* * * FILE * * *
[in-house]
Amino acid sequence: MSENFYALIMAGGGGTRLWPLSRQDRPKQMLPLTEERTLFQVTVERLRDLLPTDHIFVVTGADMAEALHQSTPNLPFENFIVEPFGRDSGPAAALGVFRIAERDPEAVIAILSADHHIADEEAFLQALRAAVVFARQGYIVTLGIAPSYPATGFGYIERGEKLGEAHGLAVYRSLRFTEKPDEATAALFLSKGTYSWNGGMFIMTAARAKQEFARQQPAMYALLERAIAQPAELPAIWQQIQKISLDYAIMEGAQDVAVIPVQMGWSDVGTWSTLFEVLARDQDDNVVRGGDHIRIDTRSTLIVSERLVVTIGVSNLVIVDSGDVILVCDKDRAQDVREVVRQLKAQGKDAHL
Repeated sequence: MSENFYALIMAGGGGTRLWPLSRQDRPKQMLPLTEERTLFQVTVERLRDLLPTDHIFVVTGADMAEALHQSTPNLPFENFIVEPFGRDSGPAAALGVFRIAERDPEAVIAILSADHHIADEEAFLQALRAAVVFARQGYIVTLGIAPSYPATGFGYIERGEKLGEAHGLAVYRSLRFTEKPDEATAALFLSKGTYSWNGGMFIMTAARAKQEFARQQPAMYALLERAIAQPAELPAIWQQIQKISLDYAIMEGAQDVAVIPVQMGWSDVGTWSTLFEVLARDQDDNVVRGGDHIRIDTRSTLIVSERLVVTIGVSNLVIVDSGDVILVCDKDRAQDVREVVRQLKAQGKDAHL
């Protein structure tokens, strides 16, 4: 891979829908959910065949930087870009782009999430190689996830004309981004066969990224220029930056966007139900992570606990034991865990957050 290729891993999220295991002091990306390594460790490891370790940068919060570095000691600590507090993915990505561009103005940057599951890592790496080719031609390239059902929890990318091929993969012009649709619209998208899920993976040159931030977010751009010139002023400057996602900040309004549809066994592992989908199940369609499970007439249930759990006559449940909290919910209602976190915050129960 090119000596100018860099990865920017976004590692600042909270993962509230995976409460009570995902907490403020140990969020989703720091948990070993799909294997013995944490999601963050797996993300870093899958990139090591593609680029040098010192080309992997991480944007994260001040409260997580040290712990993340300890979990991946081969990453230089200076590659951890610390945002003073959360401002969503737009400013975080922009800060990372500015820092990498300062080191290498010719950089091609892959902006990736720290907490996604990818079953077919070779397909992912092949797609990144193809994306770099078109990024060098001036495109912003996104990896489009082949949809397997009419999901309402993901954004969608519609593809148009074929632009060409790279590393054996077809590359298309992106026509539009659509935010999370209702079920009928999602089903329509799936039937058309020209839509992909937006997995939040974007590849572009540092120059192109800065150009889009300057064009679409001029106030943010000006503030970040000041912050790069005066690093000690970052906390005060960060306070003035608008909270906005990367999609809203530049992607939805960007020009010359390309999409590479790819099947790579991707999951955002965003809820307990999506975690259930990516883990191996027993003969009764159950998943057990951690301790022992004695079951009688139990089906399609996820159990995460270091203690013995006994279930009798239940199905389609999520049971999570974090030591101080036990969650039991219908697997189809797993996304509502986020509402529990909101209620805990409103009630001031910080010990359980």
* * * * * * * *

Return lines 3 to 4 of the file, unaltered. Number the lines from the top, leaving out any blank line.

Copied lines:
Repeated sequence: MSENFYALIMAGGGGTRLWPLSRQDRPKQMLPLTEERTLFQVTVERLRDLLPTDHIFVVTGADMAEALHQSTPNLPFENFIVEPFGRDSGPAAALGVFRIAERDPEAVIAILSADHHIADEEAFLQALRAAVVFARQGYIVTLGIAPSYPATGFGYIERGEKLGEAHGLAVYRSLRFTEKPDEATAALFLSKGTYSWNGGMFIMTAARAKQEFARQQPAMYALLERAIAQPAELPAIWQQIQKISLDYAIMEGAQDVAVIPVQMGWSDVGTWSTLFEVLARDQDDNVVRGGDHIRIDTRSTLIVSERLVVTIGVSNLVIVDSGDVILVCDKDRAQDVREVVRQLKAQGKDAHL
């Protein structure tokens, strides 16, 4: 891979829908959910065949930087870009782009999430190689996830004309981004066969990224220029930056966007139900992570606990034991865990957050 290729891993999220295991002091990306390594460790490891370790940068919060570095000691600590507090993915990505561009103005940057599951890592790496080719031609390239059902929890990318091929993969012009649709619209998208899920993976040159931030977010751009010139002023400057996602900040309004549809066994592992989908199940369609499970007439249930759990006559449940909290919910209602976190915050129960 090119000596100018860099990865920017976004590692600042909270993962509230995976409460009570995902907490403020140990969020989703720091948990070993799909294997013995944490999601963050797996993300870093899958990139090591593609680029040098010192080309992997991480944007994260001040409260997580040290712990993340300890979990991946081969990453230089200076590659951890610390945002003073959360401002969503737009400013975080922009800060990372500015820092990498300062080191290498010719950089091609892959902006990736720290907490996604990818079953077919070779397909992912092949797609990144193809994306770099078109990024060098001036495109912003996104990896489009082949949809397997009419999901309402993901954004969608519609593809148009074929632009060409790279590393054996077809590359298309992106026509539009659509935010999370209702079920009928999602089903329509799936039937058309020209839509992909937006997995939040974007590849572009540092120059192109800065150009889009300057064009679409001029106030943010000006503030970040000041912050790069005066690093000690970052906390005060960060306070003035608008909270906005990367999609809203530049992607939805960007020009010359390309999409590479790819099947790579991707999951955002965003809820307990999506975690259930990516883990191996027993003969009764159950998943057990951690301790022992004695079951009688139990089906399609996820159990995460270091203690013995006994279930009798239940199905389609999520049971999570974090030591101080036990969650039991219908697997189809797993996304509502986020509402529990909101209620805990409103009630001031910080010990359980």